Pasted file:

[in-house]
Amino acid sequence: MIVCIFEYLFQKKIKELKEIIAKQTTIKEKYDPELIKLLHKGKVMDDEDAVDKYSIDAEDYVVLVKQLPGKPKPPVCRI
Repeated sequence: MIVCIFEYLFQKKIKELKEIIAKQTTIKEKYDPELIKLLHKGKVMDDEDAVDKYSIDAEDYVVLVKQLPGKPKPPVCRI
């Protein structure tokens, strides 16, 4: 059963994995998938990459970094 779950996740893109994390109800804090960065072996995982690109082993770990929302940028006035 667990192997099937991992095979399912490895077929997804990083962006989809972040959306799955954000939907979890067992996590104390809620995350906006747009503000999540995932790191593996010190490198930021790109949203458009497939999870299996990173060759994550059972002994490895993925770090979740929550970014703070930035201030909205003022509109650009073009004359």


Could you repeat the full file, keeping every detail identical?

[in-house]
Amino acid sequence: MIVCIFEYLFQKKIKELKEIIAKQTTIKEKYDPELIKLLHKGKVMDDEDAVDKYSIDAEDYVVLVKQLPGKPKPPVCRI
Repeated sequence: MIVCIFEYLFQKKIKELKEIIAKQTTIKEKYDPELIKLLHKGKVMDDEDAVDKYSIDAEDYVVLVKQLPGKPKPPVCRI
């Protein structure tokens, strides 16, 4: 059963994995998938990459970094 779950996740893109994390109800804090960065072996995982690109082993770990929302940028006035 667990192997099937991992095979399912490895077929997804990083962006989809972040959306799955954000939907979890067992996590104390809620995350906006747009503000999540995932790191593996010190490198930021790109949203458009497939999870299996990173060759994550059972002994490895993925770090979740929550970014703070930035201030909205003022509109650009073009004359």